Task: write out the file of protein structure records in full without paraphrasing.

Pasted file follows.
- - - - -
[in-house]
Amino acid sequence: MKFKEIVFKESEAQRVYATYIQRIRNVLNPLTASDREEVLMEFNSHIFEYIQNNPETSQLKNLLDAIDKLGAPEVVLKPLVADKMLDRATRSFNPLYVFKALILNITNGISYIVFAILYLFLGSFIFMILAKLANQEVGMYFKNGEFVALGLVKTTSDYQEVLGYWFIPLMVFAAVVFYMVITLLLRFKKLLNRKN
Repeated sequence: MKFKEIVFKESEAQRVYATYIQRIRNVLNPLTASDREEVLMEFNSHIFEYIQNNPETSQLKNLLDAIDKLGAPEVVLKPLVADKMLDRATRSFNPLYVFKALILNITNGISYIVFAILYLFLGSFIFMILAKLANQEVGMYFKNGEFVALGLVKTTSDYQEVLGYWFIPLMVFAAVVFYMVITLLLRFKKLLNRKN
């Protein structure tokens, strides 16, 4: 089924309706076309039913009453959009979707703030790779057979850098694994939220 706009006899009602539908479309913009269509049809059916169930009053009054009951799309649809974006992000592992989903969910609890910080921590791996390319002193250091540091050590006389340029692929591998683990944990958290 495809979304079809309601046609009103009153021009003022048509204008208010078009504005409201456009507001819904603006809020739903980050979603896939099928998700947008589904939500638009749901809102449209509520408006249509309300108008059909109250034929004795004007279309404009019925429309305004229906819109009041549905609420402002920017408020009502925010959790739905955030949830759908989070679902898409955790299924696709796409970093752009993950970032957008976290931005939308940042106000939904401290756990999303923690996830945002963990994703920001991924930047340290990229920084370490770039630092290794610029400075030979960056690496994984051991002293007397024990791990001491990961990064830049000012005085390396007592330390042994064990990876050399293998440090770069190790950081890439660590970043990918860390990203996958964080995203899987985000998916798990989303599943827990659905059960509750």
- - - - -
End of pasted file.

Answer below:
[in-house]
Amino acid sequence: MKFKEIVFKESEAQRVYATYIQRIRNVLNPLTASDREEVLMEFNSHIFEYIQNNPETSQLKNLLDAIDKLGAPEVVLKPLVADKMLDRATRSFNPLYVFKALILNITNGISYIVFAILYLFLGSFIFMILAKLANQEVGMYFKNGEFVALGLVKTTSDYQEVLGYWFIPLMVFAAVVFYMVITLLLRFKKLLNRKN
Repeated sequence: MKFKEIVFKESEAQRVYATYIQRIRNVLNPLTASDREEVLMEFNSHIFEYIQNNPETSQLKNLLDAIDKLGAPEVVLKPLVADKMLDRATRSFNPLYVFKALILNITNGISYIVFAILYLFLGSFIFMILAKLANQEVGMYFKNGEFVALGLVKTTSDYQEVLGYWFIPLMVFAAVVFYMVITLLLRFKKLLNRKN
């Protein structure tokens, strides 16, 4: 089924309706076309039913009453959009979707703030790779057979850098694994939220 706009006899009602539908479309913009269509049809059916169930009053009054009951799309649809974006992000592992989903969910609890910080921590791996390319002193250091540091050590006389340029692929591998683990944990958290 495809979304079809309601046609009103009153021009003022048509204008208010078009504005409201456009507001819904603006809020739903980050979603896939099928998700947008589904939500638009749901809102449209509520408006249509309300108008059909109250034929004795004007279309404009019925429309305004229906819109009041549905609420402002920017408020009502925010959790739905955030949830759908989070679902898409955790299924696709796409970093752009993950970032957008976290931005939308940042106000939904401290756990999303923690996830945002963990994703920001991924930047340290990229920084370490770039630092290794610029400075030979960056690496994984051991002293007397024990791990001491990961990064830049000012005085390396007592330390042994064990990876050399293998440090770069190790950081890439660590970043990918860390990203996958964080995203899987985000998916798990989303599943827990659905059960509750």